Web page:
So I have this thing.  Whenever someone is talking to me about a subject that requires a bit of thought, I’ll always think of a particular song lyric that applies to the question as I’m thinking of an answer.  For instance, let’s say somebody asks me, “Are you a feminist?”  While searching the brain for a statement, I think of Mya:

I’mmmm so confused/I don’t know what to dooooooo

No matter if I knew the person was going to ask or not, I’m always confused whenever this question is asked.  I’m not confused in the sense that I don’t have an answer.  I have one, but it is not as direct or simple as the question.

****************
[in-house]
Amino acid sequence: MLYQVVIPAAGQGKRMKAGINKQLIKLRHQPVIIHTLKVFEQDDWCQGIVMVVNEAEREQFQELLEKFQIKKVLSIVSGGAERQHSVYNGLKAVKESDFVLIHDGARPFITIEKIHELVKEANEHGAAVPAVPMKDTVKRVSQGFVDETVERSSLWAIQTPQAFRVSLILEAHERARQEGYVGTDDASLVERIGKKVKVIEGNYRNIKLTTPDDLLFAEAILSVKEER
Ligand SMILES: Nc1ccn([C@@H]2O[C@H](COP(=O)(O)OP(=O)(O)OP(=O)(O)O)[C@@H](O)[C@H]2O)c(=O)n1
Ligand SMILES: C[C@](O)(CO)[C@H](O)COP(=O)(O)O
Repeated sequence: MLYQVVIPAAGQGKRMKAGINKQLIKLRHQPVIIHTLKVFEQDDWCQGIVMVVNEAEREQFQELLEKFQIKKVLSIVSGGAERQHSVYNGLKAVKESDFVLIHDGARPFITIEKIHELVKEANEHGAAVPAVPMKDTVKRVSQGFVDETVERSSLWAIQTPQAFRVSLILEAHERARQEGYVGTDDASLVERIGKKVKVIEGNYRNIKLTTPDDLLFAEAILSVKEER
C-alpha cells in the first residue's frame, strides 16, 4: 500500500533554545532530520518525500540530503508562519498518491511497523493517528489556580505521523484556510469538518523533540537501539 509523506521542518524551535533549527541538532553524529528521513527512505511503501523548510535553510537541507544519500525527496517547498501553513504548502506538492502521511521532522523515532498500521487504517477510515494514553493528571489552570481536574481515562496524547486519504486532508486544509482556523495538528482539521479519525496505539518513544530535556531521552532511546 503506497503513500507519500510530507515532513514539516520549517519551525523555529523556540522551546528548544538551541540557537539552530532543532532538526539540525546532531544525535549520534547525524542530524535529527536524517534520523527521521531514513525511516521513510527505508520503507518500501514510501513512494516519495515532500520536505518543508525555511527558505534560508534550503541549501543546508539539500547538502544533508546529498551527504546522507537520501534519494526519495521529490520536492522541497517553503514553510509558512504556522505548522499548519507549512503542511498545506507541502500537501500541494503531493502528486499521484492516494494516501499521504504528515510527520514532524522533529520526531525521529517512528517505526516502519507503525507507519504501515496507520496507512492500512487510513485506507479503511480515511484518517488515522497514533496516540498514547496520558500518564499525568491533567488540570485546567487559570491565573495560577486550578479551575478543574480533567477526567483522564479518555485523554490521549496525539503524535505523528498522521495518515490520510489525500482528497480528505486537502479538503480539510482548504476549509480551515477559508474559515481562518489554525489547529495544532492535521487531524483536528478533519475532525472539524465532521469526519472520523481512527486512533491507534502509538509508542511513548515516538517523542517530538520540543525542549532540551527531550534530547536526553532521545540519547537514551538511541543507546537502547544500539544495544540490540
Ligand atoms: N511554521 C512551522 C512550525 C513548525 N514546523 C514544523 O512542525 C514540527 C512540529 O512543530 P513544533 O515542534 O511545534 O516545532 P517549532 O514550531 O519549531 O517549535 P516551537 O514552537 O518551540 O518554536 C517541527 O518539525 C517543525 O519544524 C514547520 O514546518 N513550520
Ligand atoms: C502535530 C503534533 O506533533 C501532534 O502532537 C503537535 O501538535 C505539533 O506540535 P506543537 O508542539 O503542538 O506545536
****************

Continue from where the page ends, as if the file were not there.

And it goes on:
Growing up watching countless hours of television, switching channels from BET, MTV, and VH1 (this was the 90s before they became the holy ratchet television trinity), I had only understood feminism to be three things:  White, angry, and mostly gay.  I watched scores of White women on a field wearing sundresses and combat boots holding hands with other White women wearing buzz cuts and flannel shirts, all swaying to the spellbinding sounds of the Indigo Girls, k.d. lang, and Melissa Etheridge at Lilith Fair.  In the basement far from the watch of my mother or my grandparents, I listened as Meredith Brooks told the world how she was a bitch, a lover, a child, and a mother.  News reports showed hundreds of White college coed girls taking to their campuses with megaphones, candles, and makeshift signs in an effort to “take back the night.”  All these sounds and images were bonded together in my pre-adolescent understanding by one word: feminism.  From hearing that word tossed around at interviews and news reports of the aforementioned events, I developed an associative understanding of feminism.  But based on how I rarely saw similar faces in these spaces that looked like mine, I didn’t think that feminism was a “thing” for a little black girl like me.  Sure, every once in a while I would catch a glimpse of artists like Tracy Chapman or Meshell Ndegeocello on MTV or VH1, but I was more in awe of their blackness on a predominately White music network than their feminism.  It would not be until my sophomore year of college where my mind would change…sort of.